We have to admit that we have never explored Leiden as thorough as a tourist would, despite the fact that we lived here for over three years. So time to act the tourist and discover the beautiful gems of Leiden. On a sunny Saturday afternoon, we decided to start our quest of finding all of the 35 courtyards of Leiden.
In the past three years, we never even stumbled on one of those 35 courtyards, which are therefore proven to be hidden. We decided not to roll the dice (what is normally our course of action), which would probably have resulted in a hike of a couple of days. Therefore, we went to the Tourist Office of Leiden where we bought the ‘Hofjeswandeling’ roadmap for €3,50 (~$4,10). All the 35 courtyards of Leiden are marked in this little booklet. However, no distinct route is depicted, which is exactly what we like due to the fact that our attention span is not that great haha. Unfortunately, not all courtyards are open for the public. The courtyards which are marked with blue and white numbers are open for the public, the eight courtyards marked with red are not.
One of the special vibes of these courtyards is the ability to take the visitors back to the Middle Ages. They are a prime example of the regulation of one of earliest form of Dutch social care. The courtyards consists of cute little houses with a shared garden and were build on leftover plots. These small houses were destined for the elderly, who were usually poor. They received social benefits in the form of bread, meat, beer, shirts and even sometimes shoes. Opposite thereto, the residents were asked to behave properly and thankful, which is still noticeable today.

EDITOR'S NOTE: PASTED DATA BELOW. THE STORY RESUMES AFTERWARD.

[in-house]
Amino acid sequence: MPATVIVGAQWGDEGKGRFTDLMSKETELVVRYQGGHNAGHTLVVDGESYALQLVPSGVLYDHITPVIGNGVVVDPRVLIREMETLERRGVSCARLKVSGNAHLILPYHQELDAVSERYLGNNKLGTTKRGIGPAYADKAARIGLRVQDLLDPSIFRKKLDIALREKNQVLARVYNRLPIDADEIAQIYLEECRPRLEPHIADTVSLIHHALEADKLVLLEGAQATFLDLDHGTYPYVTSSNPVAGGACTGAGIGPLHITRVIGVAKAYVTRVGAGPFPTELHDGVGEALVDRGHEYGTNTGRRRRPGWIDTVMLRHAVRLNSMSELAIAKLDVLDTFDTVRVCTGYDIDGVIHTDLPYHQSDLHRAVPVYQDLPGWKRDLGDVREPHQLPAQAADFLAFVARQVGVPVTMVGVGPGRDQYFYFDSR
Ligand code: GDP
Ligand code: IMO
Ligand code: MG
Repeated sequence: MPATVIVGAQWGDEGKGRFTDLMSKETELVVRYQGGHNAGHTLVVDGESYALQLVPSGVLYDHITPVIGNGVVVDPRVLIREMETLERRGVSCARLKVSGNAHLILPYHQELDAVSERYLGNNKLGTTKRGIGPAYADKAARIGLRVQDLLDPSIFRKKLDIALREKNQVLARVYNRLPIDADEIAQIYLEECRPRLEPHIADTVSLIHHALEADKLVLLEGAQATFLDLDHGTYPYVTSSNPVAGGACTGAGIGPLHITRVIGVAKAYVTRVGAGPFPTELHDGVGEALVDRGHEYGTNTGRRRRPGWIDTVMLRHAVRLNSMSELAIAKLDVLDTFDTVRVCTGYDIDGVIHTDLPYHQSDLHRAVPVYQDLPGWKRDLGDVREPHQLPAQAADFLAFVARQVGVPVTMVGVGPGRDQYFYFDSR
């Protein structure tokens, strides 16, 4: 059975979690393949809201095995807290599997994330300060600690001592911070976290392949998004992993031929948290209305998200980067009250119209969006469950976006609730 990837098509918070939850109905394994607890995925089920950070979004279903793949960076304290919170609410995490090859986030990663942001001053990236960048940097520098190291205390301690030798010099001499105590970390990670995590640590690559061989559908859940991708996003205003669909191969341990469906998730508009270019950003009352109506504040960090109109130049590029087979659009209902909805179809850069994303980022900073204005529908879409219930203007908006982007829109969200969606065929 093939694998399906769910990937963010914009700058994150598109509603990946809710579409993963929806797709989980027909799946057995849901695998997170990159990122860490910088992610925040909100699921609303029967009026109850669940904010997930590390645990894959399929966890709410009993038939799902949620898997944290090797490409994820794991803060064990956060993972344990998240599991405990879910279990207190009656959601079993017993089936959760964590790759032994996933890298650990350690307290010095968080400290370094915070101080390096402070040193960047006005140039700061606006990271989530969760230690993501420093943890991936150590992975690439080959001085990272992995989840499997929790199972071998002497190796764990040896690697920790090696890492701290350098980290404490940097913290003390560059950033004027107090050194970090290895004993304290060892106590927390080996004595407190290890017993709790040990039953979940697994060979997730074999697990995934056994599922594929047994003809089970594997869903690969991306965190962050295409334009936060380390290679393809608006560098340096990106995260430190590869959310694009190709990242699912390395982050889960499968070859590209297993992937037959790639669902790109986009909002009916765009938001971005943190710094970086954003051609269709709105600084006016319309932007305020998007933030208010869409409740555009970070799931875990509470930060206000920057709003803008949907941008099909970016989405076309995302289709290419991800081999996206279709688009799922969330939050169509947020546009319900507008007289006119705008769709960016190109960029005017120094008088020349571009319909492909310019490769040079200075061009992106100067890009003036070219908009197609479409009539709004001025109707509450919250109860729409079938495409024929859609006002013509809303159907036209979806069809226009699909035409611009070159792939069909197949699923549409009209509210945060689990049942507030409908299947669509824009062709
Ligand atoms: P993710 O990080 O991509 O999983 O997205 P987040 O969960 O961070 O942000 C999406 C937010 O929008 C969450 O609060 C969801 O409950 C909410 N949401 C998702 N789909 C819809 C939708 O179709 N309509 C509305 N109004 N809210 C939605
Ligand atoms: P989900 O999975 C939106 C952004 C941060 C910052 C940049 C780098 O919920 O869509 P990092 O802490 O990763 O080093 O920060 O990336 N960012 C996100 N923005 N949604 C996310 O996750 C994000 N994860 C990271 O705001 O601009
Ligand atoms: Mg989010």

Will you hold the door?
The entrance of the courtyard is most likely also the exit, thereby contributing to an excluded and ‘private’ vibe. The entrance is usually hidden behind a massive door, which blends in with the street. If you did not know there was a courtyard behind the door, you would most likely pay no attention to the door. Back in the days, these massive doors were guarded by a porter, who closed the door at a certain time. Nowadays, you do not need to ask a porter to open the door. Please keep in mind that the courtyards are still occupied and the residents love their peace and quiet.
Due to the sheer size and weight of the entrance doors, most tourists (and even the ‘ignorant’ locals) are hesitant to enter the courtyards. During our hike we came across a lot of tourists and/or locals who were not sure if they were allowed to enter the courtyards. Therefore, please keep in mind that it is open for the public but enter with respect. If you do so, you will be amazed by the oasis of peace you will enter, whilst leaving the noisy city centre behind.
The courtyard walk
So in conclusion, you can take as much time as you would like to complete the courtyard walk. We have chosen to incorporate all the courtyards available for the public in one afternoon. In our opinion, this is not too long to walk. However, keep in mind that we do know the shortcuts in the city centre. For someone new to our lovely city, the walk can take up to 5-6 hours. It is a great way to get to know this historic city! But be aware, keep your eyes open so you do not miss any hidden gems!